The Wrack

The Wrack is the Wells Reserve blog, our collective logbook on the web.

Who's Edna? No: What's eDNA?

Posted by | March 2, 2018 | Filed under: Program Reports

Reserve scientists are getting involved in cutting-edge research that could dramatically change the way they survey local streams, rivers, and estuaries for finfish and crustaceans. Modern methods built on genomics could permit our scientists to canvass more sites faster when surveying for biodiversity or species of concern.

Environmental DNA (eDNA) is genetic material in an environmental sample, such as water or sediment. It may contain entire microorganisms (like algae or bacteria) or fragments of tissue, reproductive and waste products, and other cellular material from larger organisms. eDNA methods can identify what species are in a system without requiring field researchers to capture and identify living organisms, which is often a time-consuming process.

Reserve scientists began collecting eDNA during a rainbow smelt study this spring. Project manager Jacob Aman said, “We surveyed fish in the York River using nets while also collecting water samples for DNA testing. We detected smelt DNA even at low concentrations and several weeks after we were no longer catching smelt in our nets.” After this promising start, methods will be refined for continuing the study next spring.

Rainbow smelt in the hand during York River surveys in spring 2017.

Rainbow smelt in the hand during York River surveys in spring 2017.

The reserve will now be expanding its use of genomic research in fisheries management through a partnership with the University of New Hampshire. UNH was awarded a $496,887 grant for the project “New Technology for Old Problems — Using DNA Methods to Monitor Invasive Species and Biodiversity in Estuarine Systems.”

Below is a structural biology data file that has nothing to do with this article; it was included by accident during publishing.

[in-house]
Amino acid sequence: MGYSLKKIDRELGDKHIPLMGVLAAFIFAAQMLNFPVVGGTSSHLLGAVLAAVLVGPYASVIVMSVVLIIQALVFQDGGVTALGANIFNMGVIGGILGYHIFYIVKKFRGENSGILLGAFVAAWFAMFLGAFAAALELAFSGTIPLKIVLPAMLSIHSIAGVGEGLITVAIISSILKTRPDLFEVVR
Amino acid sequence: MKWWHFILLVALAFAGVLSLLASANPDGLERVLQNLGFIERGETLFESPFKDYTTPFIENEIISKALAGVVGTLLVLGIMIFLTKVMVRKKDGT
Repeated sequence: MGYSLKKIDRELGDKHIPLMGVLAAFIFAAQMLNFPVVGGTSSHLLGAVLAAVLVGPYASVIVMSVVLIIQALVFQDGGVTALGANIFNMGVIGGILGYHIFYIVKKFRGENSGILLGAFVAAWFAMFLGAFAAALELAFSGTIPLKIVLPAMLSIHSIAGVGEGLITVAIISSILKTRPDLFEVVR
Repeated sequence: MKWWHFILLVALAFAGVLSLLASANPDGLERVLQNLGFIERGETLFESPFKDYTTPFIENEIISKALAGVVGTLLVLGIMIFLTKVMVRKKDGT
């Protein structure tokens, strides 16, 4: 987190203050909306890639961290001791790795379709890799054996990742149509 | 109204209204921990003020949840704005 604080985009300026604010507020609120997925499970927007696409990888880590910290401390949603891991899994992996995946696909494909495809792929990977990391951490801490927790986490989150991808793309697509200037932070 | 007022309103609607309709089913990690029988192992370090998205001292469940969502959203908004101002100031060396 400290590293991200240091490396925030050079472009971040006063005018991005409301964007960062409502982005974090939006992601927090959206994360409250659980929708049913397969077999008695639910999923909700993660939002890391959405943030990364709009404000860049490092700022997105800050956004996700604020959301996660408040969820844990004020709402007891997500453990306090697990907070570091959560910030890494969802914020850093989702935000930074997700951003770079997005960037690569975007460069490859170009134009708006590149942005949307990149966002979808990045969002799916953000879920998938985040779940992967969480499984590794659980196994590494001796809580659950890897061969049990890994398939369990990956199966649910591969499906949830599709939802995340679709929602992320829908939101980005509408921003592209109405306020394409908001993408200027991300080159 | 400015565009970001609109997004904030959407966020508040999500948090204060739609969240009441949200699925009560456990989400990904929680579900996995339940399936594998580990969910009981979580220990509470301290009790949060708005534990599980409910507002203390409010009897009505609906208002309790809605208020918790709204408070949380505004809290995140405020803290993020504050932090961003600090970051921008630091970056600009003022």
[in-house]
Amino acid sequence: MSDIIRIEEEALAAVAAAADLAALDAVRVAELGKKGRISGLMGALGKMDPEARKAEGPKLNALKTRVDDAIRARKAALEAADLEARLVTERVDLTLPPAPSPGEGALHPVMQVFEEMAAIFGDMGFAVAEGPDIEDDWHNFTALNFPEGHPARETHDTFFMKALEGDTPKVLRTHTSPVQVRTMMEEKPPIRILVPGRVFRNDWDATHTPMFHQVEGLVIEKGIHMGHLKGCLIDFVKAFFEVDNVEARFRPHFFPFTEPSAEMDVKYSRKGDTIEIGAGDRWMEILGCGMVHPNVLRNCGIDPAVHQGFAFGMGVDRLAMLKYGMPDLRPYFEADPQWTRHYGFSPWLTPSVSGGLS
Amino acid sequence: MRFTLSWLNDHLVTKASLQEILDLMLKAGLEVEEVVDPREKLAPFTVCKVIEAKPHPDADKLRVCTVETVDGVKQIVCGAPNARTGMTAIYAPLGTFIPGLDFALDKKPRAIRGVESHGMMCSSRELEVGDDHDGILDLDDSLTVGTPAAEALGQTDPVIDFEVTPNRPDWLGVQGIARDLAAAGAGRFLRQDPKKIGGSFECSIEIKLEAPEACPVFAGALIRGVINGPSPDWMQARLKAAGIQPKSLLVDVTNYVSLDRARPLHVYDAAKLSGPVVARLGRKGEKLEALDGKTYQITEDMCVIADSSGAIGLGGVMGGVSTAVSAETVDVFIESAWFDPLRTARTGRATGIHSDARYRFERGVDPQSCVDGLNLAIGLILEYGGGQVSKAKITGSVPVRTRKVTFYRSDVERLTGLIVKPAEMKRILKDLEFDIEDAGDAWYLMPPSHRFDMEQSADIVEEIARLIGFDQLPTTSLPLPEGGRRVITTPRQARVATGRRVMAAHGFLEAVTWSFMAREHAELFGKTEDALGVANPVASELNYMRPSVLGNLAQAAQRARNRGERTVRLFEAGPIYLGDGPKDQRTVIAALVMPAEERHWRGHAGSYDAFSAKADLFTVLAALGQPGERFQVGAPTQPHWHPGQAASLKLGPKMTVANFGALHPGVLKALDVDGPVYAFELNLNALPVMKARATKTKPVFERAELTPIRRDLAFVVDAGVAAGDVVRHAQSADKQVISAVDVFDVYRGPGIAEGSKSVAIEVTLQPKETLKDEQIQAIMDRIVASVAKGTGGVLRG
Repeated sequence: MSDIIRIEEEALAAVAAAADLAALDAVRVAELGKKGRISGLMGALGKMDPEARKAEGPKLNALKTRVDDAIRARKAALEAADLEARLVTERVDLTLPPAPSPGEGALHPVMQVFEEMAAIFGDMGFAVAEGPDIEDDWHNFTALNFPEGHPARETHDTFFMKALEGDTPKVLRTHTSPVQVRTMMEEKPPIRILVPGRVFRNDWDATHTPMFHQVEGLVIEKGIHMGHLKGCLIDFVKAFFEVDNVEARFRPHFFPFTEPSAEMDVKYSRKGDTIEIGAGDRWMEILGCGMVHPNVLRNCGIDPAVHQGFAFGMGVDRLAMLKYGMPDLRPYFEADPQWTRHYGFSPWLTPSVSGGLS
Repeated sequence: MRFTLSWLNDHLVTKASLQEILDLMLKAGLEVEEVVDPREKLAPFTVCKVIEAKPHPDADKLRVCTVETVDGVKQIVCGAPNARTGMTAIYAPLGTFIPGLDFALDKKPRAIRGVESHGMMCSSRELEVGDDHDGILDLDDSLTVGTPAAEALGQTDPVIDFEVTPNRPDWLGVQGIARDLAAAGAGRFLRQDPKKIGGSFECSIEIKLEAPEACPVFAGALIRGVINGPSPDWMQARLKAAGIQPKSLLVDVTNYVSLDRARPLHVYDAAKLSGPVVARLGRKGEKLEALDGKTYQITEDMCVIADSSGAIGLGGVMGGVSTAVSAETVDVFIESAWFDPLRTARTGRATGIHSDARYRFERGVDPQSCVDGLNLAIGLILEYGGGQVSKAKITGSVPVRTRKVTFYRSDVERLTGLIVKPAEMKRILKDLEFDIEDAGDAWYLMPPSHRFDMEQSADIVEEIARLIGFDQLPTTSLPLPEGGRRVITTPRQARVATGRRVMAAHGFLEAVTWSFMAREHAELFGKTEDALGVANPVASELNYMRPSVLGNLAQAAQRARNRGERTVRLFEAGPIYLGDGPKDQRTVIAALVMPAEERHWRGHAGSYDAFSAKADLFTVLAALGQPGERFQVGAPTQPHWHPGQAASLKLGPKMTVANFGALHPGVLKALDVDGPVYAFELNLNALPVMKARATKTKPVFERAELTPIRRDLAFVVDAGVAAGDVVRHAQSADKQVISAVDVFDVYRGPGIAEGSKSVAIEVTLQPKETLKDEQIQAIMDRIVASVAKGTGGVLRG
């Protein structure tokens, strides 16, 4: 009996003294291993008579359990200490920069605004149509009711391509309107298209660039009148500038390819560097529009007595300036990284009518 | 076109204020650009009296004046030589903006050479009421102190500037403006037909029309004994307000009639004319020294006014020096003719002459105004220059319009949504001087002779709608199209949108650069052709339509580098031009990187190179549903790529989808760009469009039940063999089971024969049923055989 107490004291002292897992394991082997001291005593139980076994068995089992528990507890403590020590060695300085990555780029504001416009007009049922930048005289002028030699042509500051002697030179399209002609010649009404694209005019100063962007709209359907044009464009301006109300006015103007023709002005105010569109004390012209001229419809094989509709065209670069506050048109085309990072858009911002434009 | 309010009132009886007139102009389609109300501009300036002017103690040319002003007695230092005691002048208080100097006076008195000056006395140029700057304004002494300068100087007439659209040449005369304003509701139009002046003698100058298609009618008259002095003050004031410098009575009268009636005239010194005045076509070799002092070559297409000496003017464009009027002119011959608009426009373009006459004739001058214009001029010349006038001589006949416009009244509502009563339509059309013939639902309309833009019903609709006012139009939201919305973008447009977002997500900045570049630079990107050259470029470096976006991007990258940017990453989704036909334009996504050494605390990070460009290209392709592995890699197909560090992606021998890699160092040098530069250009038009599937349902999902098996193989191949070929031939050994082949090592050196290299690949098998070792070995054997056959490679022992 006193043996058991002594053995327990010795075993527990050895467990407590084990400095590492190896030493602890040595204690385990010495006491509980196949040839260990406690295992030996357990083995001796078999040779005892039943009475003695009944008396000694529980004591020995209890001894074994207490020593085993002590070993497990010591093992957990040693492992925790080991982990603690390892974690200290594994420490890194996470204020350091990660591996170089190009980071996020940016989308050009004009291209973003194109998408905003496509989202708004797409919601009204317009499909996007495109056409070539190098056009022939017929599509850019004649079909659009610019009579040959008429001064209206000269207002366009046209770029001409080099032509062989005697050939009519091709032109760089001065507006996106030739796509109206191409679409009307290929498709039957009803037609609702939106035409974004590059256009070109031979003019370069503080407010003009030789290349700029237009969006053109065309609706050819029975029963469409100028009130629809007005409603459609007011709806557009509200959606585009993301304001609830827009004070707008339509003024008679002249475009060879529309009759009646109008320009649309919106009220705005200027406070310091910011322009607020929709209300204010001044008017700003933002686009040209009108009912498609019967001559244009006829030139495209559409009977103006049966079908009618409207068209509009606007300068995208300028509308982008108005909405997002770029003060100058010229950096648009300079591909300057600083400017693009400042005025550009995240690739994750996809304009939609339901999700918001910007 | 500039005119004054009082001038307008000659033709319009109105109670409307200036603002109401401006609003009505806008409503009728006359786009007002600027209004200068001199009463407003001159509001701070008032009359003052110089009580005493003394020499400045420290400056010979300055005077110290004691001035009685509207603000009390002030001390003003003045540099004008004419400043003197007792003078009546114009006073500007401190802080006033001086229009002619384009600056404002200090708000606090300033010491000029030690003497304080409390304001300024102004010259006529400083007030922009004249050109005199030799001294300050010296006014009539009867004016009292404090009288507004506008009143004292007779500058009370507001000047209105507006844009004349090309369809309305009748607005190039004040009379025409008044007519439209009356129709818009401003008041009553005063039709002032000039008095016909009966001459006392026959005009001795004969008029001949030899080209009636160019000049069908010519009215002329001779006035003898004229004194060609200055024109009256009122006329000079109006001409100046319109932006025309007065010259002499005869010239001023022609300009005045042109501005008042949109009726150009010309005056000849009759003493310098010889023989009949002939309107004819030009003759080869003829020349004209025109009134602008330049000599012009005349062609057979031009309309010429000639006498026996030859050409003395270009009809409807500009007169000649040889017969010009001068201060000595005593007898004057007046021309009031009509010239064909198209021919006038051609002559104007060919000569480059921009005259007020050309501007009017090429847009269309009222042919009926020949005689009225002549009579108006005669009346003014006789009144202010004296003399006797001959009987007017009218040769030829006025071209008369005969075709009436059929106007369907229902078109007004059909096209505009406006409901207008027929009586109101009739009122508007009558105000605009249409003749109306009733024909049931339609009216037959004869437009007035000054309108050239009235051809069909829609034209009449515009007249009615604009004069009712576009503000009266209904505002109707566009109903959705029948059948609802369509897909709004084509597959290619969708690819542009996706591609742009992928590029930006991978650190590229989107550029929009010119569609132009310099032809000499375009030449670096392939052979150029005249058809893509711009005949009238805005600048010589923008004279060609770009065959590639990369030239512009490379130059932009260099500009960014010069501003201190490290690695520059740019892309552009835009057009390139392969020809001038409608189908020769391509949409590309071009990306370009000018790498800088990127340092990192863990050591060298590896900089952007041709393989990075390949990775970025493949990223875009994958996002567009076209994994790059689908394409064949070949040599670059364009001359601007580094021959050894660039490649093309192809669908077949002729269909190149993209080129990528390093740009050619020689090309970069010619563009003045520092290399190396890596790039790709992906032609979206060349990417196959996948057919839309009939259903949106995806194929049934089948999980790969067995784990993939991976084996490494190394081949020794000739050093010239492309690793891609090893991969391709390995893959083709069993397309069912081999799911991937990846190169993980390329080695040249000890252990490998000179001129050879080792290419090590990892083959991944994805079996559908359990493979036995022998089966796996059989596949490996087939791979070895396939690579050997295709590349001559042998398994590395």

The Wells Reserve and other research reserves will help UNH design and test a DNA-based method for monitoring invasive species and biodiversity, with a focus on green crab and other crabs on the east and west coasts. “These environmental DNA techniques may revolutionize fisheries field work and population monitoring,” said Research Director Dr. Jason Goldstein.

The UNH study is funded by the National Estuarine Research Reserve System’s Science Collaborative, which supports collaborative research that addresses coastal management problems important to the reserves. The Science Collaborative is managed by the University of Michigan’s Water Center through a cooperative agreement with the National Oceanic and Atmospheric Administration.

Genetics and Genomics: What's the Difference?

Genetics is the study of heredity, how characteristics of living organisms are passed from one generation to the next through DNA. Genetics involves the study of specific and limited numbers of genes, or parts of genes, that have a known function.

Genomics is the study of an organism’s complete set of genes. Genomics involves analyzing enormous amounts of DNA-sequence data to find variations. Genomics is a much newer field, made possible through technical advances in DNA sequencing and computational biology.

From Watermark 34(2): Fall 2017

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